In research published in the current issue of the prestigious Proceedings of the National Academy of Sciences, Laboratory theorists William Bruno and John Pearson, and postdoctoral researcher Jin Yang describe their work using independent open-to-closed transitions to simplify the models of ion channel gating kinetics that are used to represent undetectable changes between different open and closed states.
Ion channels gating functions are critical to biological function. In humans, for example, nerves and muscles could not function without ion channels and you would not be able to think or move. Faulty ion channels in humans have been shown to cause severe diseases like cystic fibrosis and diabetes and more subtle, but still dangerous physiological effects, like over-responses to general anesthetics. According to Bruno, "we found a new way of simplifying the models that reflects the fact that one's knowledge is incomplete about what transitions can happen between states of a channel. For example, in the case of one open state, (O), and two closed (C) states, it is impossible to tell whether transitions connect the O to both C's (C-O-C), or to only one (C-C-O). We have found a set of simple models that can fit any data uniquely, so that data can always distinguish models in our set (it contains C-C-O but not C-O-C). This should allow molecular biologists to come up with better, simpler models for what is happening in ion channels, even when the complete picture remains hi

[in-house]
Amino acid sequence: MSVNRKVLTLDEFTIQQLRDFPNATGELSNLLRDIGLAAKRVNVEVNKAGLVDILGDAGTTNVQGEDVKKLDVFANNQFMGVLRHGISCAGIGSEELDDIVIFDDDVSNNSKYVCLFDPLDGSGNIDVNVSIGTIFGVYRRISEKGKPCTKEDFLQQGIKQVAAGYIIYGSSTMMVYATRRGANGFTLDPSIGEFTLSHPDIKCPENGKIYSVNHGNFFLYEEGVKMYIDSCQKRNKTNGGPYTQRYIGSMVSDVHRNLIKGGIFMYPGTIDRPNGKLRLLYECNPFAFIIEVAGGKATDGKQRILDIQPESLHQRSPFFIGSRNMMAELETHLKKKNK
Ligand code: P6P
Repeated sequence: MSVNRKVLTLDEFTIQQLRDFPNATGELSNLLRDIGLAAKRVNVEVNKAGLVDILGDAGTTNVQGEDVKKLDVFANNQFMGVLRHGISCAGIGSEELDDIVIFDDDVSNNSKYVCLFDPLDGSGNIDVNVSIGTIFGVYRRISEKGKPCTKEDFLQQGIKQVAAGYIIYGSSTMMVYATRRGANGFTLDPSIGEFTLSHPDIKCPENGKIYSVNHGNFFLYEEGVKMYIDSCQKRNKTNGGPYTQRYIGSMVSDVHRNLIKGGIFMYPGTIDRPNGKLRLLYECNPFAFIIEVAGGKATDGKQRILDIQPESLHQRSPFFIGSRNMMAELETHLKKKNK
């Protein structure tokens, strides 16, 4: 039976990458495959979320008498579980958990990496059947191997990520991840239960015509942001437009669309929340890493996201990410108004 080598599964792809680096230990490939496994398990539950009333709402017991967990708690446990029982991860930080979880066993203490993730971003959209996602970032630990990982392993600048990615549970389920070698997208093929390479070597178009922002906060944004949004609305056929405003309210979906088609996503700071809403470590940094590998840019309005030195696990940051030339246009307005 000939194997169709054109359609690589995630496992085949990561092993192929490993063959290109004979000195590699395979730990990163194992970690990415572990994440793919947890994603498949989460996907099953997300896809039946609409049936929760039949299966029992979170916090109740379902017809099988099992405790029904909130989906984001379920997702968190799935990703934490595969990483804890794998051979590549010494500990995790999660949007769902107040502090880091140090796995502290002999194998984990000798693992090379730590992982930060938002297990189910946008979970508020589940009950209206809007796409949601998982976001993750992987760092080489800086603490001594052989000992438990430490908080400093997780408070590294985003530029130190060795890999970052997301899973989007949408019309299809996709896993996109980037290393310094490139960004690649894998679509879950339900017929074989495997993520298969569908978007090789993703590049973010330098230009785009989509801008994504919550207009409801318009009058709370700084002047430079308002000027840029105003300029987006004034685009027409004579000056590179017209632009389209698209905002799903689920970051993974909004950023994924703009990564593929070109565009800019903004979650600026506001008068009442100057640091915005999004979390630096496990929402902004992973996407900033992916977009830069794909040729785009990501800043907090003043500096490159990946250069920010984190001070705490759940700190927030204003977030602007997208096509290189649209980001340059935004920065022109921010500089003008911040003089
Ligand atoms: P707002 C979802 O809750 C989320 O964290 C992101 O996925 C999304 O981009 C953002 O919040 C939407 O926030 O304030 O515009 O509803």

Contact: Todd Hanson
DOE/Los Alamos National Laboratory